It took some time to make a plan for the day and stick to it, but eventually we cleaned ourselves up- we're over the 36 hour travel mark now - had breakfast, and took the train into Zurich central. We walked until we saw water, then parked ourselves on a green bench in a gravelled, treed lookout point with a wharf.

The sun is streaming down, a welcome warmth after the pilot's announcement of our descent included a 6am weather report of 10 degrees. The two European young men seated next to me made a sound that needed no interpretation. I looked at them, clad in t shirts and shorts from their trip to Bangkok, and uttered one of the few German words I still remember: kalt. The guys grimaced. "Kalt."

It isn't cold now, which is great because I'm in my maxi dress and a half-sleeved cardigan. An older woman has come to ask if she can share our bench, and Jody gives up his turn of having his legs up.

The woman points at her legs and so do I, with an understanding smile. She looks at Jody and says, in accented English, she is young. I am an old woman."
She asks where we are from, and after Jody tells her, I muster enough German to say we've had 20 hours of flying. She returns that she's had 18.

In this half-English, half-German fashion, we remark on the water, the mountains, and the view, which is "wunderbar."

"Married?" The woman points at her rings, and I show her my own. "Mein mann," I say, "drei jahre."

She nods her approval. "Gross liebe," she says. Big love. If my German is terrible, she doesn't mention it.

We move on, have a coffee, and spend the rest of our afternoon in a grassy park with a rose garden.

Saturday, September 4, 2010

Happy Life

It's 9:30pm Sydney time on Saturday and Jody & I are in the Bangkok airport, where the sun is just setting outside the terminal window. We've been traveling about 14 hours now if you count from leaving our hotel at 7am. Our next flight leaves in 4 1/2 hours, and hopefully we can sleep on the plane! It's so exciting to be going on a vacation together, but strange that we'll be returning home to Australia... where we don't yet have a new apartment to call home!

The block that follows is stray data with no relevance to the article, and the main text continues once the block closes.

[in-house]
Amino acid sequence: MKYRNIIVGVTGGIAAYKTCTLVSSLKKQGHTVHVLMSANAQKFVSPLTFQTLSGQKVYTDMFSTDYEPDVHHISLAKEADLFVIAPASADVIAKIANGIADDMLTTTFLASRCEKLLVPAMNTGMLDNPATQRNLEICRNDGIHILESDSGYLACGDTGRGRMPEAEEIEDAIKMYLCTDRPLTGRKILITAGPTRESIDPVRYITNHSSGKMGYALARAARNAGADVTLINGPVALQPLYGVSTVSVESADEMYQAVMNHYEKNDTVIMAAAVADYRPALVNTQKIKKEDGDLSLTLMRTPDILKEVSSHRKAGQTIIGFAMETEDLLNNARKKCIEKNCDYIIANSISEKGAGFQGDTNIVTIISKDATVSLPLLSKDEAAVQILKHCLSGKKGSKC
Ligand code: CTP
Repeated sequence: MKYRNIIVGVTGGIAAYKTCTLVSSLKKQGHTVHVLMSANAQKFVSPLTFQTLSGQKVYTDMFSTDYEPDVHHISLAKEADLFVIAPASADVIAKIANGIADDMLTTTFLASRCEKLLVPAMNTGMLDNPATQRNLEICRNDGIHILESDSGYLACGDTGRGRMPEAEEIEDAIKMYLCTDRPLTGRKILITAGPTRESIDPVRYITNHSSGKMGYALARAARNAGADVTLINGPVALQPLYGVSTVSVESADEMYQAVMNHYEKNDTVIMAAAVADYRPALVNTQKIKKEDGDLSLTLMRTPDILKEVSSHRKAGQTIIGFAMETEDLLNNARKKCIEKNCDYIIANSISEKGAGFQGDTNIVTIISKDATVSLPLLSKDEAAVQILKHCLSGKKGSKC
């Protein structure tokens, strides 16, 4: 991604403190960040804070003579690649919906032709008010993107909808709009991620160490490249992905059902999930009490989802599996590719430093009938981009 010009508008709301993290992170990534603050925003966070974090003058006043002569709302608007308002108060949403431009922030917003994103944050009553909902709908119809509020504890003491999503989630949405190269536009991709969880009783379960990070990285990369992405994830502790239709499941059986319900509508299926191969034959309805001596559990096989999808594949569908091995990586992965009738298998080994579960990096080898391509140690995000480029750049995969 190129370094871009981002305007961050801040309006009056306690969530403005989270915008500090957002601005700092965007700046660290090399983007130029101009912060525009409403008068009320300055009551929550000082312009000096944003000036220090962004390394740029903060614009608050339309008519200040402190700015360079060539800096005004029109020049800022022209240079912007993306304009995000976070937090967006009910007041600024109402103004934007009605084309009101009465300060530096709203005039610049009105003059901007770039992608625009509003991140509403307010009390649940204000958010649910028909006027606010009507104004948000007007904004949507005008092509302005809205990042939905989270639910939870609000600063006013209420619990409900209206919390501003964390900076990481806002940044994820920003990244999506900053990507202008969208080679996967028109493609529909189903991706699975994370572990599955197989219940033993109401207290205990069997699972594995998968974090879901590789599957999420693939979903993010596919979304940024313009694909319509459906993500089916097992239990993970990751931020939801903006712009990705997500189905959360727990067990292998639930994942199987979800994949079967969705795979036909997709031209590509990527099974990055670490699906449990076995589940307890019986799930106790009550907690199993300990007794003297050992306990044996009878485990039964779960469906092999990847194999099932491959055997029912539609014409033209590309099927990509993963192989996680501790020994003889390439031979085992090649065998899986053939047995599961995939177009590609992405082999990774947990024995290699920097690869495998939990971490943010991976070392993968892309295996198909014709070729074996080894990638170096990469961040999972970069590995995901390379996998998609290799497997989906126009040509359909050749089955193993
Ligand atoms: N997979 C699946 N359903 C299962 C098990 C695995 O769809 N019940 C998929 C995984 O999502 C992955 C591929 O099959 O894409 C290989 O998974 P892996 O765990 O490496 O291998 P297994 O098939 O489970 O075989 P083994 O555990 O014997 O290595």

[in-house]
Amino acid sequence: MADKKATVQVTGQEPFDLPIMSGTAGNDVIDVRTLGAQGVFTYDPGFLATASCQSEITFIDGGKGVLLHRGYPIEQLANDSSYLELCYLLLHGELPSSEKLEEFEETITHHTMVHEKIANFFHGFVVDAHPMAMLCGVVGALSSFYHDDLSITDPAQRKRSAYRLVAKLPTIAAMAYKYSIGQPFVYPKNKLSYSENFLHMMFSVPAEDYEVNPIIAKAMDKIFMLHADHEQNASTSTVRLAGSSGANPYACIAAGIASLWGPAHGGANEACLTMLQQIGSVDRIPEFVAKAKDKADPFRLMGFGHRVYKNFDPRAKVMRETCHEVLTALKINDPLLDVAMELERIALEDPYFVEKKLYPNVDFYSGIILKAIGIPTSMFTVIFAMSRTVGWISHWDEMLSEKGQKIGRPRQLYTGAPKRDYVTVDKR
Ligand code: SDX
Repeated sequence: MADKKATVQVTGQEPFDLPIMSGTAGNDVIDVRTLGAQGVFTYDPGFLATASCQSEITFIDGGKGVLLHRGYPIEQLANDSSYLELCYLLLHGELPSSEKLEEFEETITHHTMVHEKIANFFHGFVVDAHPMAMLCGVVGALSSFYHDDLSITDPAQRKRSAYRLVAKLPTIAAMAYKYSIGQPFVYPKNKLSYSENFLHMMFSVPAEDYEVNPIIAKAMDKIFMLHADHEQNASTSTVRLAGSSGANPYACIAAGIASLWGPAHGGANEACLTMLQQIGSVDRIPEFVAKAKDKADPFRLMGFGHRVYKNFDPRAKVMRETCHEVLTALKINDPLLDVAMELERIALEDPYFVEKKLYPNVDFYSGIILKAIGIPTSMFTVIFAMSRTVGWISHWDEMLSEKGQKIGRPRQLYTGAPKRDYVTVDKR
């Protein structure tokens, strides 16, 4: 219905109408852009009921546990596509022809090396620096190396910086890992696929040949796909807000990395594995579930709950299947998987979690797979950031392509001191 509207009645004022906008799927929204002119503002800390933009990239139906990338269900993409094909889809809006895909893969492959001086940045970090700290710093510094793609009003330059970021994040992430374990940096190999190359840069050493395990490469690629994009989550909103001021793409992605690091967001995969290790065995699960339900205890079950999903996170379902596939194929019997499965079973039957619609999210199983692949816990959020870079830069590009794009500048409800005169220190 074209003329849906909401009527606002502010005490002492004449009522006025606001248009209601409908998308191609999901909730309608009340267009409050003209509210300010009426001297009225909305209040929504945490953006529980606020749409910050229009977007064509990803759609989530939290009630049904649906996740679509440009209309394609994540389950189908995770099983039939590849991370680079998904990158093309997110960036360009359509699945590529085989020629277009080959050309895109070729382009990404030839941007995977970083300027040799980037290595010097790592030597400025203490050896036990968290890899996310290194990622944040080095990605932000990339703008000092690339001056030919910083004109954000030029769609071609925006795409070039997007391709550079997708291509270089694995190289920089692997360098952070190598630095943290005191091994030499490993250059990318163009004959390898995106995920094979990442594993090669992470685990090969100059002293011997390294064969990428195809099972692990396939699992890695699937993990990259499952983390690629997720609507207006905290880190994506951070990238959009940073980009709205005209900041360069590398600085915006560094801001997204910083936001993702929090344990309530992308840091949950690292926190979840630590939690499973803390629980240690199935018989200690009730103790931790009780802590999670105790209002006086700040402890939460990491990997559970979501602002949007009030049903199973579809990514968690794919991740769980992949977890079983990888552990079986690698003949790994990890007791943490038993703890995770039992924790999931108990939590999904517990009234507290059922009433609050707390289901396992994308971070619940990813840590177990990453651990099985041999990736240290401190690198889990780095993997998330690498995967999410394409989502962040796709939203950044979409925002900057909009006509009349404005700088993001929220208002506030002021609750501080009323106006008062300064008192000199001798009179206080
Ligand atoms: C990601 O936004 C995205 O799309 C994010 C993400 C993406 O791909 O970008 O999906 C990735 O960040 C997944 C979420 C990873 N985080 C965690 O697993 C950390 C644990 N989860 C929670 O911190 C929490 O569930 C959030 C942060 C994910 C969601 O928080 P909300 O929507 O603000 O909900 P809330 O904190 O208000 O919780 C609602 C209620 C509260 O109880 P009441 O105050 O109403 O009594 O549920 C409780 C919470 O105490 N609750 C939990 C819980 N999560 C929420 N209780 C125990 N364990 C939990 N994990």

We had a bit of a hurried start this morning, as we made it down to the hotel lobby at 6:58 and found our 7am shuttle driver already worried about the time. I wasn't sure where the second hotel keycard was so I was rummaging to make sure it wasn't in my purse… I might have delayed us about 1 minute. I'd prepaid for the ride to the airport so that made him much happier that he didn't also have to sort out change for me. I felt much better about my slight delay when, at our next stop, two backpackers failed to have any cash to pay the driver. He was so anxious about getting everyone to the terminal on time, he let them ride with us and we had to stop at two banks along the route before we found one that was open.

We reached the airport with plenty of time to spare, and Jody and I ate a leisurely breakfast and coffee. In Duty Free, Jody was excited to find the camera he's been eyeing for less than advertised in the city, but it'll have to go on the wish list. The gate next to us was scheduled for a flight to Auckland, but it seems there was some kind of natural disaster and the run was canceled. We're not informed just now so I don't know what the extent of the damage is. Anyone?

The Thai airways cabin crew wore orchid corsages and shot silk jackets with long silk skirts. They were very courteous and the service was quite good for economy. I would fly with them again. We had a window and aisle seat to ourselves, with no third seat, and there was a reasonable amount of space. Our seats were directly forward of the toilets, unfortunately, but at least that meant there was no one tugging on the back of our chairs as they got up. The food was decent too, and drink service often enough that I didn't get too dehydrated. I read somewhere that you should have one glass of water per hour travelled, but I'm not sure how big the glass is supposed to be…